Alumni Spotlight: Mark Yu


He's a Russian student currently studying in Korea. Majoring in Japanese language and literature. Learning English, Korean and Japanese languages.

Lazy but friendly.

Why did you choose this program?

I browsed the internet. Since there were a lot of schools, I couldn't choose the right one for myself for a long time. I got my eye on Meiji Academy since it was the closest to Busan (South Korea).

I was worried about my choice since usually all language schools in Asia are oriented to Chinese/Korean students. But after I arrived, I changed my mind. The teachers were friendly and responsible, the whole program was easy to understand. The majority of teachers could even speak English fluently.

What did your program provider (or university) assist you with, and what did you have to organize on your own?

I’m Russian, and it was mandatory for me to make a travel visa to Japan. They sent me official documents through EMS without a delay, so I applied for my visa with no problems.

On the first day, we had a small tour around Tenjin Station (Fukuoka downtown) with Meiji Academy's staff. They showed us shrine, different kinds of shops and currency exchange counter.

Meiji Academy provided us with weekly news about different events nearby/inside Fukuoka (strawberry picking, festivals, language exchange meetings and etc.) Once in two weeks, they have small parties inside an academy (for example Nabe party, Takoyaki party, Chocolate fondue party for a Valentine day and etc.)

Since I didn't want to disturb the staff, the only thing that I organized by myself was going to a hospital. Thanks to that, I got a great experience talking with doctors in Japanese Hospitals.

What is one piece of advice you'd give to someone going on your program?

Buy an adapter for all your electronic gadgets, since in Japan the power plugs and sockets are of type A and B. I'm sure you don't want to explore Japan with your dead phone. A smartphone in Japan is your best "friend" and navigator.

Get a SIM card with a PHONE NUMBER. I know that everyone in Japan is using LINE (app for online communications/online text messenger). But sometimes you really need a phone number for reservations (especially during weekends) and emergency cases.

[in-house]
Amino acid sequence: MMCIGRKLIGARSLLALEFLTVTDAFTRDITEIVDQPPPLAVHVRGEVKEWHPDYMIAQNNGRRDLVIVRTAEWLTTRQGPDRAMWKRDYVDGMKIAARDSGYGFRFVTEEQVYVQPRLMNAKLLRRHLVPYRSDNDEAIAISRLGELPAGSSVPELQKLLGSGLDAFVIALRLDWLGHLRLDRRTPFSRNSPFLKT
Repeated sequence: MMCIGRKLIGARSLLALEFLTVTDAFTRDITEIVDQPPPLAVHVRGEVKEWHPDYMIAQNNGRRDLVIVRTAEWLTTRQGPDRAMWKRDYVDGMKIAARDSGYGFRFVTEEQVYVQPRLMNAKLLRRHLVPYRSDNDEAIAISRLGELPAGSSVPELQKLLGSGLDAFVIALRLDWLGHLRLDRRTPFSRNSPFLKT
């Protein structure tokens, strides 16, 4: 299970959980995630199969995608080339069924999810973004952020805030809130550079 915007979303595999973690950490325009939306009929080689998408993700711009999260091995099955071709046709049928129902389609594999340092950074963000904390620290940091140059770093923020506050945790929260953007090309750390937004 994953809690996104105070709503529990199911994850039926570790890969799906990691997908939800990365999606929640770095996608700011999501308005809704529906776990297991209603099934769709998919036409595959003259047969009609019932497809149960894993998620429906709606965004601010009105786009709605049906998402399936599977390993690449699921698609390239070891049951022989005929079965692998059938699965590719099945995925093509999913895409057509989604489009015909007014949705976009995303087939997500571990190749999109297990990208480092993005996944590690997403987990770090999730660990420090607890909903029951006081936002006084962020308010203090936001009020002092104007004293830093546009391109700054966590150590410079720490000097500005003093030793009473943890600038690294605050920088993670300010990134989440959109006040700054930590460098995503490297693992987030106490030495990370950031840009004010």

What does an average day/week look like as a participant of this program?

Meiji Academy has morning or afternoon classes during weekdays (3-4 hours every day). After classes, I was spending my time with friends outside (restaurants for yakiniku (grilled meat) party, shisha bars, arcades, izakayas) or visiting bars or language exchange meetings to apply knowledge in practice.

Sometimes we were taking small trips to other cities nearby.

Going into your experience abroad, what was your biggest fear, and how did you overcome it? How did your views on the issue change?

Since I didn't know anyone there, my biggest fear was not to find friends. Right now I feel like I was really lucky to see how everyone in the academy was kind and helpful. I met people from England, the US, France, Italy, Spain, Czechia, and Germany, talked to Japanese people, spent my best winter vacation with all of them. In addition to it, improved my English. :)

What’s your overall thought about Fukuoka?

To be honest, I didn’t have big expectations for Fukuoka since it is small and not popular in comparison with other major cities in Japan. But again, I was wrong. Fukuoka (and Kyushu in general) is a pure gem.

Meiji Academy gave me an opportunity to experience life and culture in Japan not from a tourist perspective but as a temporary resident of this city. That is why these 7 weeks of my life are precious for me.

Thank you.
I’ll definitely come back again!